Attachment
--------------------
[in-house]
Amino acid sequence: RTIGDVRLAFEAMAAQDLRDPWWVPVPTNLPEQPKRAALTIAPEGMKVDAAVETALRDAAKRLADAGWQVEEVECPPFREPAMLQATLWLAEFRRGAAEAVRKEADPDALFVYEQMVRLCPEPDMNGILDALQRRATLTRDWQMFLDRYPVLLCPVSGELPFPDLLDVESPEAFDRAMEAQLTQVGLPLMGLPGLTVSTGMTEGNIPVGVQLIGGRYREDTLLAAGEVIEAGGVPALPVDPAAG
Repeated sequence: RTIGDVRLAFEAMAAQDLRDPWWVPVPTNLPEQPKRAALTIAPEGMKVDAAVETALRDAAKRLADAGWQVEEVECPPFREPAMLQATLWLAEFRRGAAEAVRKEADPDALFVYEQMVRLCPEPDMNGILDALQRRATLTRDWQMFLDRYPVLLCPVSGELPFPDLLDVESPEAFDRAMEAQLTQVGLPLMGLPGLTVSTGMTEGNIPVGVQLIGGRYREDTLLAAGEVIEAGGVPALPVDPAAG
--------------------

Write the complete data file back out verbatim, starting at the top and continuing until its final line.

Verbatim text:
[in-house]
Amino acid sequence: RTIGDVRLAFEAMAAQDLRDPWWVPVPTNLPEQPKRAALTIAPEGMKVDAAVETALRDAAKRLADAGWQVEEVECPPFREPAMLQATLWLAEFRRGAAEAVRKEADPDALFVYEQMVRLCPEPDMNGILDALQRRATLTRDWQMFLDRYPVLLCPVSGELPFPDLLDVESPEAFDRAMEAQLTQVGLPLMGLPGLTVSTGMTEGNIPVGVQLIGGRYREDTLLAAGEVIEAGGVPALPVDPAAG
Repeated sequence: RTIGDVRLAFEAMAAQDLRDPWWVPVPTNLPEQPKRAALTIAPEGMKVDAAVETALRDAAKRLADAGWQVEEVECPPFREPAMLQATLWLAEFRRGAAEAVRKEADPDALFVYEQMVRLCPEPDMNGILDALQRRATLTRDWQMFLDRYPVLLCPVSGELPFPDLLDVESPEAFDRAMEAQLTQVGLPLMGLPGLTVSTGMTEGNIPVGVQLIGGRYREDTLLAAGEVIEAGGVPALPVDPAAG